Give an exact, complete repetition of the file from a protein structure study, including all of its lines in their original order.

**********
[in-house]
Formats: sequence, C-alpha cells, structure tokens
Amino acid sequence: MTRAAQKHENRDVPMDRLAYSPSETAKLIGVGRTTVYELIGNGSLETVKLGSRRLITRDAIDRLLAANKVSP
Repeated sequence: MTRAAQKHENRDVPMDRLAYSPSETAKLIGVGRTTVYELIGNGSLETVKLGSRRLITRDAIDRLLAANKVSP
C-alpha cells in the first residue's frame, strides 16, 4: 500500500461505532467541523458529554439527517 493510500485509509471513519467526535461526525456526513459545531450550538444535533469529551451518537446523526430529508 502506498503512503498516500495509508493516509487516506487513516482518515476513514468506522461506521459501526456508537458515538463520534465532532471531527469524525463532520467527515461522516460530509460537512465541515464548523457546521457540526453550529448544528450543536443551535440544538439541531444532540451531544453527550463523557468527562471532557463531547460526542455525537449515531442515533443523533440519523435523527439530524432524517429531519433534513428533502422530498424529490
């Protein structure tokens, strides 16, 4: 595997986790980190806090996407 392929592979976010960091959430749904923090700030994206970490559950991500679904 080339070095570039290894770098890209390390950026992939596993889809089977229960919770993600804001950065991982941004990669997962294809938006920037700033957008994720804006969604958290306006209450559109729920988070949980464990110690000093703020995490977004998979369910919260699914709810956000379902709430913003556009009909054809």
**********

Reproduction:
[in-house]
Formats: sequence, C-alpha cells, structure tokens
Amino acid sequence: MTRAAQKHENRDVPMDRLAYSPSETAKLIGVGRTTVYELIGNGSLETVKLGSRRLITRDAIDRLLAANKVSP
Repeated sequence: MTRAAQKHENRDVPMDRLAYSPSETAKLIGVGRTTVYELIGNGSLETVKLGSRRLITRDAIDRLLAANKVSP
C-alpha cells in the first residue's frame, strides 16, 4: 500500500461505532467541523458529554439527517 493510500485509509471513519467526535461526525456526513459545531450550538444535533469529551451518537446523526430529508 502506498503512503498516500495509508493516509487516506487513516482518515476513514468506522461506521459501526456508537458515538463520534465532532471531527469524525463532520467527515461522516460530509460537512465541515464548523457546521457540526453550529448544528450543536443551535440544538439541531444532540451531544453527550463523557468527562471532557463531547460526542455525537449515531442515533443523533440519523435523527439530524432524517429531519433534513428533502422530498424529490
């Protein structure tokens, strides 16, 4: 595997986790980190806090996407 392929592979976010960091959430749904923090700030994206970490559950991500679904 080339070095570039290894770098890209390390950026992939596993889809089977229960919770993600804001950065991982941004990669997962294809938006920037700033957008994720804006969604958290306006209450559109729920988070949980464990110690000093703020995490977004998979369910919260699914709810956000379902709430913003556009009909054809």